If the face fits … arresting technology is here.
Posted on 25th October 2018
Be honest. Who wouldn’t like to get through airports more quickly? All the faffing about, trying not to be “aggressive” with the people at check-in and security; wouldn’t it be far easier if technology were to take over the whole process?
That’s what’s happening at airports in China. For some time, a number of Chinese airports have been using facial recognition technology to process people through security checks more quickly. Now Shanghai's Hongqiao airport has introduced the technology for flight and baggage check-in, security clearance and boarding, but only for those with a Chinese identity card. This is technology in action, making people’s lives easier.
Elsewhere in China, you can pay for your Kentucky Fried Chicken with facial recognition technology, while hundreds of ATMs in one part of the country use the software to reduce money laundering. That’s good. However, on the other side of the coin, there is a school that uses the technology to monitor pupils’ behaviour, as evinced by their facial expressions.
I Googled “facial recognition software” and found a host of companies keen to sell their services. It’s little over a year ago that Apple’s iPhone X introduced many of us to the world of facial recognition but the industry has clearly been developing its products for some time and they are now starting to be used in a variety of different areas, many to do with security and crime prevention/detection (it was used to identify the GRU agents behind the poisoning of Sergei Skripal in Salisbury). The worldwide market for this software was $4BN in 2017 and it’s expected to grow four-fold by 2026. Just over a month ago, Forbes in the States ran an article extolling the virtues of facial recognition, with only a passing mention of the downsides. And, in my opinion, there are some major downsides.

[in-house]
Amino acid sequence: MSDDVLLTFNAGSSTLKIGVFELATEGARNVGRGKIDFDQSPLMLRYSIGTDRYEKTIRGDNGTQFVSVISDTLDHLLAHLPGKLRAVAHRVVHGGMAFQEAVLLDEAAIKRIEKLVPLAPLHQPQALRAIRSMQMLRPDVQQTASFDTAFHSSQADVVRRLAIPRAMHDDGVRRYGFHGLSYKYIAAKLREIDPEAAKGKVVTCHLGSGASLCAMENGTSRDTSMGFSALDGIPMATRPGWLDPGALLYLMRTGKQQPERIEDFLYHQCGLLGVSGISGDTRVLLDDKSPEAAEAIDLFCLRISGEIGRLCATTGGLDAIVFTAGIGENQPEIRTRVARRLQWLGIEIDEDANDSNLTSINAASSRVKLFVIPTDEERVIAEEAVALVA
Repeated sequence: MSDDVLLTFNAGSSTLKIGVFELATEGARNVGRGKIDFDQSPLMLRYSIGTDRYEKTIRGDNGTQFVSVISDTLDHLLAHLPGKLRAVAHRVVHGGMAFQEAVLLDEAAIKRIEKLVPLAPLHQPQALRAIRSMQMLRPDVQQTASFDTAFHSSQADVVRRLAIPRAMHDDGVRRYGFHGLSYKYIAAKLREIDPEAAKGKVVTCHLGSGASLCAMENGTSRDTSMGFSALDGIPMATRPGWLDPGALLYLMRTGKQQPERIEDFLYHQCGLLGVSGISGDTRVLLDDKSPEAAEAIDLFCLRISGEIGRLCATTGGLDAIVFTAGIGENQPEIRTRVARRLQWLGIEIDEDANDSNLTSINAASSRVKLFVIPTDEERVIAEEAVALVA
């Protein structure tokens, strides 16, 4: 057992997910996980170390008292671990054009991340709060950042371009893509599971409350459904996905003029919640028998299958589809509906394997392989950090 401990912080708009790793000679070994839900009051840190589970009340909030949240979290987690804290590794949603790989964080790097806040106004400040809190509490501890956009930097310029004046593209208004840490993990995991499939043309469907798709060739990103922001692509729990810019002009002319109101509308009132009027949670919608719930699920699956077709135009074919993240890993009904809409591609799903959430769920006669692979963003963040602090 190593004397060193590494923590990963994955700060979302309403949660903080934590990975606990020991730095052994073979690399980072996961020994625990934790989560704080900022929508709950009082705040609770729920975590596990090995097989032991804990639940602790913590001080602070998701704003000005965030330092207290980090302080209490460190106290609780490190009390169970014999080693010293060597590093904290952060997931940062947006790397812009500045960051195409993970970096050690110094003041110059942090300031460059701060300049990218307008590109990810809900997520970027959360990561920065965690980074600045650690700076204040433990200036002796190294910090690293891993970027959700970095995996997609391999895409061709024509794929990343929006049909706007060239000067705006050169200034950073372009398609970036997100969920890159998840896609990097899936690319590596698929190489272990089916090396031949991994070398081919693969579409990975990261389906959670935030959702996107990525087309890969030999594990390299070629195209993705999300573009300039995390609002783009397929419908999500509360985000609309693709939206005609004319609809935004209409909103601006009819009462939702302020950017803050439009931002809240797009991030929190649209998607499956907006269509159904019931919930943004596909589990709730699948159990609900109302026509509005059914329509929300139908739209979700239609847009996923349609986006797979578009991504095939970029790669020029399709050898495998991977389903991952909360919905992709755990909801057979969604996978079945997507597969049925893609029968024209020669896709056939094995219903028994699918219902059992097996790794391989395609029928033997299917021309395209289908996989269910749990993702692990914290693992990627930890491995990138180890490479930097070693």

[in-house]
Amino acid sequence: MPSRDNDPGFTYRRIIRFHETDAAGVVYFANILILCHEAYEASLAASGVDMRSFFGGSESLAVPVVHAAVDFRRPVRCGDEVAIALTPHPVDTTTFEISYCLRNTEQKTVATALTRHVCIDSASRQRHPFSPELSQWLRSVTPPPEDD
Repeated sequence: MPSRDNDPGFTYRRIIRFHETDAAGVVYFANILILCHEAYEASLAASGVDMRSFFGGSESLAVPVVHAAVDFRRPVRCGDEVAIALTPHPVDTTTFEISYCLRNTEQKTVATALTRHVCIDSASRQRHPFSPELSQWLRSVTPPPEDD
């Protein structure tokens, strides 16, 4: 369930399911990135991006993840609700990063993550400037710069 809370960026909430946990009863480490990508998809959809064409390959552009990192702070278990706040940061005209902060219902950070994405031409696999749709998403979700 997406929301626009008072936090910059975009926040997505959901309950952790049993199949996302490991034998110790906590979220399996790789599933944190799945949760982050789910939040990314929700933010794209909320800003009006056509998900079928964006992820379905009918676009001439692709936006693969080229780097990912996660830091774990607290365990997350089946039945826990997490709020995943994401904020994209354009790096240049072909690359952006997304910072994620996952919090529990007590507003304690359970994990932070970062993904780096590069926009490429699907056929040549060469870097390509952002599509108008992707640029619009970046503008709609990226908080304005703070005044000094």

To return to China for example, there, huge outdoor screens at junctions flash up close-up images of the faces of jaywalkers who have crossed the road “illegally.” These screens also show these people’s names and ID numbers. Big Brother, as we have written about before is clearly watching you in China.
However, before we get too hot and bothered about lack of freedom in dicatorships (although we should), it’s worth noting that in 2017 a US House oversight committee was told that, without anyone’s knowledge or consent, photos of some 50% of all adult Americans are stored in databases accessible to the FBI. Moreover, as has been reported extensively, the technology does not always work correctly and, in particular, is less good at matching black people than white people. More entertainingly, in July, Amazon’s facial recognition software identified 28 members of the US congress as having been arrested previously for crimes (we presume this was what their President would call ‘fake news’).
Does all this matter? Yes, I think it does. Do I want my children monitored at school by facial recognition technology? No, I don’t think I do. Can we do anything about it? Probably not, but that doesn’t mean that freedom to think what you want and not have it revealed to a government apparatchik by your expression isn’t important. Privacy is precious and the rise of the so-called strongman countries (Russia, China, Saudi Arabia, Turkey, et al) without the checks and balances we enjoy in the west is a worry. There is something distinctly Orwellian about all this. Keep smiling for the camera!
Nikola Kelly, MD, Be-IT
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